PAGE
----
“Pihoqahiak” means “ever-wandering one,” and is an Inuit name for the polar bear, a creature known to roam vast expanses of sea ice, sometimes plodding thousands of kilometers a year in search of seals.
But along the fjord-cut coastline of southeast Greenland, where the sea freezes over for just a few months of the year, some isolated polar bears are surviving as homebodies.
Unlike most polar bears, these bears don’t follow the sea ice during its annual recession or move onto land to hunt. Instead, the crafty ursids stalk seals on nearby glacial mélange — a floating mishmash of icebergs, sea ice fragments and snow that persists year-round near the front of glaciers in the fjords, researchers report in the June 17 Science.
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“They’re residents in fjords that are sea ice–free for more than eight months of the year,” says Kristin Laidre, a biologist at the University of Washington in Seattle. “Normally, a polar bear wouldn’t be able to survive without sea ice for that long.”
For polar bears (Ursus maritimus), sea ice isn’t just frozen seawater; it’s the platform they usually use to hunt their preferred prey — seals. But as human-caused climate change raises Earth’s global temperature, that ice is disappearing. The number of polar bears that live on sea ice in the Beaufort Sea in the Arctic Ocean and Canada’s Hudson Bay is already declining. Researchers estimate that most other subpopulations of the bears will collapse by 2100 unless greenhouse gas emissions are curbed. The International Union for Conservation of Nature classifies the species as “vulnerable.”
The fjords of southeast Greenland and similar, limited areas could become a last, temporary refuge for a small number of bears, though only curbing climate change can save the ice-dependent species, Laidre and her colleagues say. Glacial mélange isn’t widespread in the Arctic, and what exists could disappear if temperatures rise too much.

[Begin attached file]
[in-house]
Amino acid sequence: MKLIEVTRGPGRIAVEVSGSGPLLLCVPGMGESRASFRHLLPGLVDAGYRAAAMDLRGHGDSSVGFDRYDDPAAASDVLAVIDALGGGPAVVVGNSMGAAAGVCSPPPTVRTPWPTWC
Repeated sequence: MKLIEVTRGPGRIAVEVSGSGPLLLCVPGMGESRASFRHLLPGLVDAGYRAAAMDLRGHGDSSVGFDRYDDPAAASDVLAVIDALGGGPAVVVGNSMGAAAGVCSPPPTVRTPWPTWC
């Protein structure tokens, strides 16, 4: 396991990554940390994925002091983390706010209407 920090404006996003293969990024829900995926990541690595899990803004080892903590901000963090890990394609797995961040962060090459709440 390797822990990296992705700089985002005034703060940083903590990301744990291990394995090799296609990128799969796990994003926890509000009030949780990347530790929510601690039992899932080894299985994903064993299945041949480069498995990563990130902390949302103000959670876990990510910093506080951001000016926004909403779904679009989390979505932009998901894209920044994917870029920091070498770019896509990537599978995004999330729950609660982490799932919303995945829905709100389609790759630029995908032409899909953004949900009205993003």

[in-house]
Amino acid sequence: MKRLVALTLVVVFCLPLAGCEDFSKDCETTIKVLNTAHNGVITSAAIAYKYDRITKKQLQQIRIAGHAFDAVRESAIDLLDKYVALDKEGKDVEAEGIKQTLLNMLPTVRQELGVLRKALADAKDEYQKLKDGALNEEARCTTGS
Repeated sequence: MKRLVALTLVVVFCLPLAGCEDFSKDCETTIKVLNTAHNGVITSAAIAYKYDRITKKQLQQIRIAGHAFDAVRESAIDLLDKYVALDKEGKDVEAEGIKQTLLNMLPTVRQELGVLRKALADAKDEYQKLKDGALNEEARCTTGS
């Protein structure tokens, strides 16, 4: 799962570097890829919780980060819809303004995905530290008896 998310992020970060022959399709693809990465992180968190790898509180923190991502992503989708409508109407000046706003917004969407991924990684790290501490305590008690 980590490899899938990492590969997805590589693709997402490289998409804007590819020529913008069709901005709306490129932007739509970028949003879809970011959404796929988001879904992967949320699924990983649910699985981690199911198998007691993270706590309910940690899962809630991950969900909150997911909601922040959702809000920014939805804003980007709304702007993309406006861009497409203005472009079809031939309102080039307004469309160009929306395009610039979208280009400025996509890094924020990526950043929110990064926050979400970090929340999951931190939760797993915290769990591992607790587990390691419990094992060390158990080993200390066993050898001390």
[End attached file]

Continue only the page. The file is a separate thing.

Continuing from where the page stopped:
Laidre and her colleagues estimate that several hundred bears may dwell in the fjords of southeast Greenland, though further work is needed to obtain a more precise count.
The southeast Greenland group came to the researchers’ attention while they were studying polar bears along east Greenland’s coast to provide advice to the Indigenous peoples who hunt the bears for subsistence. An analysis of 83 receiver-tagged polar bears from 1993 to 2021 revealed that, for the most part, bears living south of about 64° N latitude don’t interact with bears to the north, and vice versa.
Southeast Greenland bears may be mostly isolated by Greenland’s ice sheet to the west and a rapid current to the east, which could sweep seafaring bears south and stifle northward movement, the researchers say.
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In northeast Greenland, the median distance traveled by tagged bears was 40 kilometers every four days. But in the southeast region, the median distance traveled was just 10 kilometers every four days, with bears sometimes traveling between neighboring fjords and sometimes remaining in the same fjord all year.
“For a polar bear, that’s nothing,” says Steven Amstrup, a zoologist and chief scientist of the conservation organization Polar Bears International, based in Bozeman, Mont., who was not involved in the study. “Apparently they’re finding enough resources there that they don’t have to make these huge, big movements.”
Southeast Greenland bears hunted on sea ice when it was present during a few months in winter and spring, the researchers found. For the rest of the year, the ursids used the glacial mélange that packed the fjords as hunting grounds.
“They use it just like sea ice,” Laidre says. “They’re able to walk [and hunt] on the mélange … and they can swim around between the pieces of ice and ambush seals.”
It’s not entirely surprising that polar bears have settled at the fronts — or toes — of glaciers in the fjords, Amstrup says. “Oftentimes, the toes of these glaciers are very productive areas,” he says, because glacial meltwater can flush nutrients from deeper in the ocean up toward the water’s surface. “You might expect that they would have seal populations [that] could support bears.”
The researchers also analyzed rare genetic variations in the southeast Greenland bears. That work revealed that the sampled animals shared a common ancestor about 200 years ago and have essentially kept to themselves since. “They’re the most genetically isolated polar bears in the world,” Laidre says. Conserving the distinctive bears will be important for protecting the species’ genetic diversity, which is already low, she says.
But for all their peculiarity, even southeast Greenland polar bears will perish without human climate action, Laidre and Amstrup agree (SN: 12/15/10). “Loss of Arctic sea ice is still the primary threat to all polar bears,” Laidre says. “This study does not change that.”